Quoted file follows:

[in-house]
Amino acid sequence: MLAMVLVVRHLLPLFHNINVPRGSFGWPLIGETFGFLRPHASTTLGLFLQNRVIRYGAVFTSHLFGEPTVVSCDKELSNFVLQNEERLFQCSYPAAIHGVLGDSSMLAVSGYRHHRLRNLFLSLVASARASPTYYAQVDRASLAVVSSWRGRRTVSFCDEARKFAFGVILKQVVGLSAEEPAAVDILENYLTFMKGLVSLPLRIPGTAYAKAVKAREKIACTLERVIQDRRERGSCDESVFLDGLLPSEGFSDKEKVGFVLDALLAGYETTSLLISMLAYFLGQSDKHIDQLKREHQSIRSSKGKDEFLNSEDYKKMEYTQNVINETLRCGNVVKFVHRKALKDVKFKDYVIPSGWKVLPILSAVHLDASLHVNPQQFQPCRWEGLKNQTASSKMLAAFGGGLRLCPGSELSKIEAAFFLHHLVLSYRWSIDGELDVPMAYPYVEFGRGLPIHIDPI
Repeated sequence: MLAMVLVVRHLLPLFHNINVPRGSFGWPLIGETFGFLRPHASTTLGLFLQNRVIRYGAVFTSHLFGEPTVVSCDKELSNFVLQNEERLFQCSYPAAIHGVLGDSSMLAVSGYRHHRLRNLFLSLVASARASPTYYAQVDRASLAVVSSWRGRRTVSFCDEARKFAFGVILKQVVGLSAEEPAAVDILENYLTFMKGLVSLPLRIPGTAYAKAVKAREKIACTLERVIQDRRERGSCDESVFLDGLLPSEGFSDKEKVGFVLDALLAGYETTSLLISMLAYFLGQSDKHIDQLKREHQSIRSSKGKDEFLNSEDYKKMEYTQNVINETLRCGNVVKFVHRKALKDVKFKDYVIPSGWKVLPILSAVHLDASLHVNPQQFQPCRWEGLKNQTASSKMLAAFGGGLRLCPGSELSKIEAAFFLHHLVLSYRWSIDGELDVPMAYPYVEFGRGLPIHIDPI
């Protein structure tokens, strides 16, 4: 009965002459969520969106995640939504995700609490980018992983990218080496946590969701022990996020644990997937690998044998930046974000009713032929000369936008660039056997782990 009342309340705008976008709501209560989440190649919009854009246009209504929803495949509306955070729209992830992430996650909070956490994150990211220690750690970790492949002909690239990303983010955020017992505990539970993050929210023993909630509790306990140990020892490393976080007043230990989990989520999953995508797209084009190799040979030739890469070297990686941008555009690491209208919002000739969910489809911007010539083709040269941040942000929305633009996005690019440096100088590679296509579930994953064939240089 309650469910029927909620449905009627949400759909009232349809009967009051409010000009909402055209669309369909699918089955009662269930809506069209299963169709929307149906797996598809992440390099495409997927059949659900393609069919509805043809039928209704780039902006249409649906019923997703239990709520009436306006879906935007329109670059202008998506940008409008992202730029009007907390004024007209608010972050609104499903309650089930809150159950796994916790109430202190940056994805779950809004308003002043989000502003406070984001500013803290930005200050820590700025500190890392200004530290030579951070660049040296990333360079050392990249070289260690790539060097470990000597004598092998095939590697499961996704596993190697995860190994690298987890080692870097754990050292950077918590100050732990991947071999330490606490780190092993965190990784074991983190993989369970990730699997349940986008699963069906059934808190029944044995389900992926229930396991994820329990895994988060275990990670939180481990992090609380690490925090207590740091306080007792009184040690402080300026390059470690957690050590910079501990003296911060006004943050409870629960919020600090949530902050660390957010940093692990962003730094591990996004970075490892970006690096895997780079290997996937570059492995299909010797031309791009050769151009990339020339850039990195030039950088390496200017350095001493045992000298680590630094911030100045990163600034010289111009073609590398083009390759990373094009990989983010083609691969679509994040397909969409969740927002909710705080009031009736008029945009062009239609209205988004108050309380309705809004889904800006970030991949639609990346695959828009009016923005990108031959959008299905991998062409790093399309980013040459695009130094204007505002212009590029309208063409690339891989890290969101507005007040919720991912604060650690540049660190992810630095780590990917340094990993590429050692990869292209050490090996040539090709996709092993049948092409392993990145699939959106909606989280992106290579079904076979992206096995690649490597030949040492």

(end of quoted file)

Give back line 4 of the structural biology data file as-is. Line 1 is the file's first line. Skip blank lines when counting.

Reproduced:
């Protein structure tokens, strides 16, 4: 009965002459969520969106995640939504995700609490980018992983990218080496946590969701022990996020644990997937690998044998930046974000009713032929000369936008660039056997782990 009342309340705008976008709501209560989440190649919009854009246009209504929803495949509306955070729209992830992430996650909070956490994150990211220690750690970790492949002909690239990303983010955020017992505990539970993050929210023993909630509790306990140990020892490393976080007043230990989990989520999953995508797209084009190799040979030739890469070297990686941008555009690491209208919002000739969910489809911007010539083709040269941040942000929305633009996005690019440096100088590679296509579930994953064939240089 309650469910029927909620449905009627949400759909009232349809009967009051409010000009909402055209669309369909699918089955009662269930809506069209299963169709929307149906797996598809992440390099495409997927059949659900393609069919509805043809039928209704780039902006249409649906019923997703239990709520009436306006879906935007329109670059202008998506940008409008992202730029009007907390004024007209608010972050609104499903309650089930809150159950796994916790109430202190940056994805779950809004308003002043989000502003406070984001500013803290930005200050820590700025500190890392200004530290030579951070660049040296990333360079050392990249070289260690790539060097470990000597004598092998095939590697499961996704596993190697995860190994690298987890080692870097754990050292950077918590100050732990991947071999330490606490780190092993965190990784074991983190993989369970990730699997349940986008699963069906059934808190029944044995389900992926229930396991994820329990895994988060275990990670939180481990992090609380690490925090207590740091306080007792009184040690402080300026390059470690957690050590910079501990003296911060006004943050409870629960919020600090949530902050660390957010940093692990962003730094591990996004970075490892970006690096895997780079290997996937570059492995299909010797031309791009050769151009990339020339850039990195030039950088390496200017350095001493045992000298680590630094911030100045990163600034010289111009073609590398083009390759990373094009990989983010083609691969679509994040397909969409969740927002909710705080009031009736008029945009062009239609209205988004108050309380309705809004889904800006970030991949639609990346695959828009009016923005990108031959959008299905991998062409790093399309980013040459695009130094204007505002212009590029309208063409690339891989890290969101507005007040919720991912604060650690540049660190992810630095780590990917340094990993590429050692990869292209050490090996040539090709996709092993049948092409392993990145699939959106909606989280992106290579079904076979992206096995690649490597030949040492």